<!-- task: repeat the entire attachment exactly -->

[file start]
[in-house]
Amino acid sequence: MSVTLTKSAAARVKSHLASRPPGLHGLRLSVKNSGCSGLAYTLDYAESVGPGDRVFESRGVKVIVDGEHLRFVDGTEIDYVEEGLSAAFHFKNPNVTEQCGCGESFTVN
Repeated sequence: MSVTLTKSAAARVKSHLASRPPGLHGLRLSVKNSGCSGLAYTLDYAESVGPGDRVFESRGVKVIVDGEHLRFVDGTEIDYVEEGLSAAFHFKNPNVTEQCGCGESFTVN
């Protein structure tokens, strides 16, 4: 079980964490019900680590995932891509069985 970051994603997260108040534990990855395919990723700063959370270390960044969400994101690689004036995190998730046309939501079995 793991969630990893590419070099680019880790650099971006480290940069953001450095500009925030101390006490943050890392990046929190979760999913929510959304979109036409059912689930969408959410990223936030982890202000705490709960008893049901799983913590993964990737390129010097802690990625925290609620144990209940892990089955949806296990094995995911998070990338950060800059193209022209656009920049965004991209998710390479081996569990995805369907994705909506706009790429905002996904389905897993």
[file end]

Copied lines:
[in-house]
Amino acid sequence: MSVTLTKSAAARVKSHLASRPPGLHGLRLSVKNSGCSGLAYTLDYAESVGPGDRVFESRGVKVIVDGEHLRFVDGTEIDYVEEGLSAAFHFKNPNVTEQCGCGESFTVN
Repeated sequence: MSVTLTKSAAARVKSHLASRPPGLHGLRLSVKNSGCSGLAYTLDYAESVGPGDRVFESRGVKVIVDGEHLRFVDGTEIDYVEEGLSAAFHFKNPNVTEQCGCGESFTVN
């Protein structure tokens, strides 16, 4: 079980964490019900680590995932891509069985 970051994603997260108040534990990855395919990723700063959370270390960044969400994101690689004036995190998730046309939501079995 793991969630990893590419070099680019880790650099971006480290940069953001450095500009925030101390006490943050890392990046929190979760999913929510959304979109036409059912689930969408959410990223936030982890202000705490709960008893049901799983913590993964990737390129010097802690990625925290609620144990209940892990089955949806296990094995995911998070990338950060800059193209022209656009920049965004991209998710390479081996569990995805369907994705909506706009790429905002996904389905897993």